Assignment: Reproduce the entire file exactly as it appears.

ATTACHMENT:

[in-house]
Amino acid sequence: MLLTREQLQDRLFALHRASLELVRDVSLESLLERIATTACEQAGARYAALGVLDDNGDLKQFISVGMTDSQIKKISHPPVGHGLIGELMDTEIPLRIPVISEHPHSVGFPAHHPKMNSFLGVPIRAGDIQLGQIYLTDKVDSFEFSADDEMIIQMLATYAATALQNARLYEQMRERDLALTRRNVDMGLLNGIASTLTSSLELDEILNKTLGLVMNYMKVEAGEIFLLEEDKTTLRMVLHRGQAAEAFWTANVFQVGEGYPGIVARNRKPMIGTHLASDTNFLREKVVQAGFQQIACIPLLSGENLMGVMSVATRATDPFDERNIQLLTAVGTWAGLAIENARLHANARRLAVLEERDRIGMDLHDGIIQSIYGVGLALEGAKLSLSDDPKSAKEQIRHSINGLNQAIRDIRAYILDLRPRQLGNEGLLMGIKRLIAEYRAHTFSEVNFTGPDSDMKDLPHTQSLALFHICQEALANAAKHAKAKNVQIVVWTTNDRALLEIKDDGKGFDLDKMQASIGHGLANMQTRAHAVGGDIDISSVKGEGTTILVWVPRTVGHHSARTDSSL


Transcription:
[in-house]
Amino acid sequence: MLLTREQLQDRLFALHRASLELVRDVSLESLLERIATTACEQAGARYAALGVLDDNGDLKQFISVGMTDSQIKKISHPPVGHGLIGELMDTEIPLRIPVISEHPHSVGFPAHHPKMNSFLGVPIRAGDIQLGQIYLTDKVDSFEFSADDEMIIQMLATYAATALQNARLYEQMRERDLALTRRNVDMGLLNGIASTLTSSLELDEILNKTLGLVMNYMKVEAGEIFLLEEDKTTLRMVLHRGQAAEAFWTANVFQVGEGYPGIVARNRKPMIGTHLASDTNFLREKVVQAGFQQIACIPLLSGENLMGVMSVATRATDPFDERNIQLLTAVGTWAGLAIENARLHANARRLAVLEERDRIGMDLHDGIIQSIYGVGLALEGAKLSLSDDPKSAKEQIRHSINGLNQAIRDIRAYILDLRPRQLGNEGLLMGIKRLIAEYRAHTFSEVNFTGPDSDMKDLPHTQSLALFHICQEALANAAKHAKAKNVQIVVWTTNDRALLEIKDDGKGFDLDKMQASIGHGLANMQTRAHAVGGDIDISSVKGEGTTILVWVPRTVGHHSARTDSSL